Paul's Blog—Fisheries and Aquaculture

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 Bicycle journalism is my favorite way to get a story-- the real story.


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                It looks like fish farming is adding to our seafood supply, but don't forget to subtract the two thirds of wild fish that go into the production of farmed fish and shrimp. That changes everything.We are actually getting less net protein from the sea as aquaculture expands. 
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 Larch Hanson's poem for the rockweed:

"You know, last spring you had brought some rockweed into the greenhouse

and it was full of copepods, hopping all over the place.

I had a little bucket where I kept some of my tools,

and I noticed it was full of copepods.

I'd empty it out, and the next day, 

it would be full again.

So I took a closer look,

and there was a spider,

way down deep in the recesses of the bucket.

One day I finally saw the spider 

with a copepod in its mouth.

That spider was eating copepods,

sucking the lifeblood out of them."

"Yes," I said, "the committee hasn't considered that yet.

There may be some spiders on the endangered species list.

The committee hasn't considered fish yet, either,

and they probably won't.

It's too much of a stretch for their imaginations.

Birds need fish, and fish need canopy.

Seals need fish, and fish need canopy.

Spiders need copepods, and copepods need canopy.

You see?  It's all connected!"

We had watched a netflix about the Oilman:

There Will Be Blood.

I had read Ugarte, comparing the Nova Scotia experience,

removing 35% of the biomass,

to the New Brunswick experience,

removing 17% of the biomass.

The verb he used to describe the flow 

of biomass toward the factory in Nova Scotiia?

"Pulse"

In other words, the ASL oilman, courting investors,

was trying to demonstrate to the bankers that the rockweed wells

in Nova Scotia could deliver a steady flow of biomass,

but the pump "sucked air"

so they reconfigured what biomass number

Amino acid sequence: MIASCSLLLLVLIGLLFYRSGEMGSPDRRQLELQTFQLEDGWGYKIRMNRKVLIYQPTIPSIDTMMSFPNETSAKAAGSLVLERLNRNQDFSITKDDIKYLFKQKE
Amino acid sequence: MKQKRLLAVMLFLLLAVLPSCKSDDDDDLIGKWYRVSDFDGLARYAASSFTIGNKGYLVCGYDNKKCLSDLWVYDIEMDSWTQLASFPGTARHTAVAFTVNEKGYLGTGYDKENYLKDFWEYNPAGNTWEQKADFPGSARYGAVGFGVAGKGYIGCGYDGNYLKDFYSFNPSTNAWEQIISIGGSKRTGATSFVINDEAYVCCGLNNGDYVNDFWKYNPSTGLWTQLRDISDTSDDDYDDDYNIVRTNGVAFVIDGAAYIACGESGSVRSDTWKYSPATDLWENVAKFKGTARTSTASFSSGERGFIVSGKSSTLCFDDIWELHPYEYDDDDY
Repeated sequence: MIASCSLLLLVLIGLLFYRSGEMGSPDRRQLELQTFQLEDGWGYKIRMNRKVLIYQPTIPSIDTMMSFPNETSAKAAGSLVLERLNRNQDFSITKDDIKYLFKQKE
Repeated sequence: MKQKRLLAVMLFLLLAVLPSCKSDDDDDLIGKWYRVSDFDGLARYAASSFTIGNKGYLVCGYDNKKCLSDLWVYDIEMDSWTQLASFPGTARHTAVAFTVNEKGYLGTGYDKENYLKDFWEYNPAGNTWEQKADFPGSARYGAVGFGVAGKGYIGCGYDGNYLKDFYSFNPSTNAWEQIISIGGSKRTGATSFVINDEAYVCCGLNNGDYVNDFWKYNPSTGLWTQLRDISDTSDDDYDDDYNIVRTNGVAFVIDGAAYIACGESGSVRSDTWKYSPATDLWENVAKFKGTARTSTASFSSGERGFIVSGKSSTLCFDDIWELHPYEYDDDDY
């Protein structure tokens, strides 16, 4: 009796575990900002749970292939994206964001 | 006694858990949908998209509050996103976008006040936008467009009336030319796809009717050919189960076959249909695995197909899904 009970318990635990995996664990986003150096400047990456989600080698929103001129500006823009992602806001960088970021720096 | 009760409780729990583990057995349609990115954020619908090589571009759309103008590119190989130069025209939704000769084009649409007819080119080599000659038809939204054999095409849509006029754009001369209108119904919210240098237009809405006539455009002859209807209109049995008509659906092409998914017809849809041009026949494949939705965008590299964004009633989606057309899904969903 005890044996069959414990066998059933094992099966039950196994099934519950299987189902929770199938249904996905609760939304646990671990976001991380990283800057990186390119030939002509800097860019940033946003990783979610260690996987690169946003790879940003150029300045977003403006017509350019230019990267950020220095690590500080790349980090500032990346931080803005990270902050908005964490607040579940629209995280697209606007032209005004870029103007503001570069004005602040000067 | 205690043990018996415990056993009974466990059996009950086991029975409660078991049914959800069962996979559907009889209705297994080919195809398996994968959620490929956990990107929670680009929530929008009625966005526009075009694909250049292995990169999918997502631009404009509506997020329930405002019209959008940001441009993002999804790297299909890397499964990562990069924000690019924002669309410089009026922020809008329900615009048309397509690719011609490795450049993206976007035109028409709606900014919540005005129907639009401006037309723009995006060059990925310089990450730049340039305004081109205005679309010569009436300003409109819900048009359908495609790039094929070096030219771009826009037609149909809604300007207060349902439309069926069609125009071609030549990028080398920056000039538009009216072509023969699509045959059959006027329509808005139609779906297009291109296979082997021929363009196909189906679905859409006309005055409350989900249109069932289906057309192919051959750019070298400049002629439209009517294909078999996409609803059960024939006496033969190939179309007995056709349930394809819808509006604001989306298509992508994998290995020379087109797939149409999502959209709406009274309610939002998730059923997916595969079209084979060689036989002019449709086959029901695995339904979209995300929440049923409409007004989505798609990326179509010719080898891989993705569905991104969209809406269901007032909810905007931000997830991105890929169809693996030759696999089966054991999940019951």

they could sell to the public

about the sustainable supply of rockweed resource

that could be pumped to the factory,

and the magic number was "17%".

As for canopy and fish, well, that's their weak spot,

and it should be emphasized.

When will the committee discuss and validate

the primacy of fish in the lives of seals and birds,

and the primacy of canopy in the lives of birds and fish?

I once sat across from Paul Gallant at lunch

and I said to him, "Paul, when you say 17%,

that's an odd number.

Don't you mean that you take 50% of the biomass

and then give it three years to recover?  

50 divided by 3 is 17%."

He agreed with me!

He didn't know I was the opposition at the time,

because I was talking to him 

at a Maine Seaweed Council meeting!

He thought I was one of the good ol' frackin' boys.

Willing to fuck up the world's water for another

run at the gas pumps.


-- Larch Hanson
Maine Seaweed LLC

www.TheSeaweedMan.com
www.LarchHanson.com
www.flickr.com/photos/larchhanson
www.facebook.com/pages/Maine-Seaweed/100184850047256

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 About 40 people turned out for last night's meeting with the tools of government and capital, a committee of yes men and women ready to hand over coastal resources to a foreign corporation. For the first time in Maine history access rights to an intertidal resource, rockweed, are being given to processors and buyers who will hire harvesters. 

Coastal communities get nothing. Look for up coming articles in Fishermen's Voice and other publications.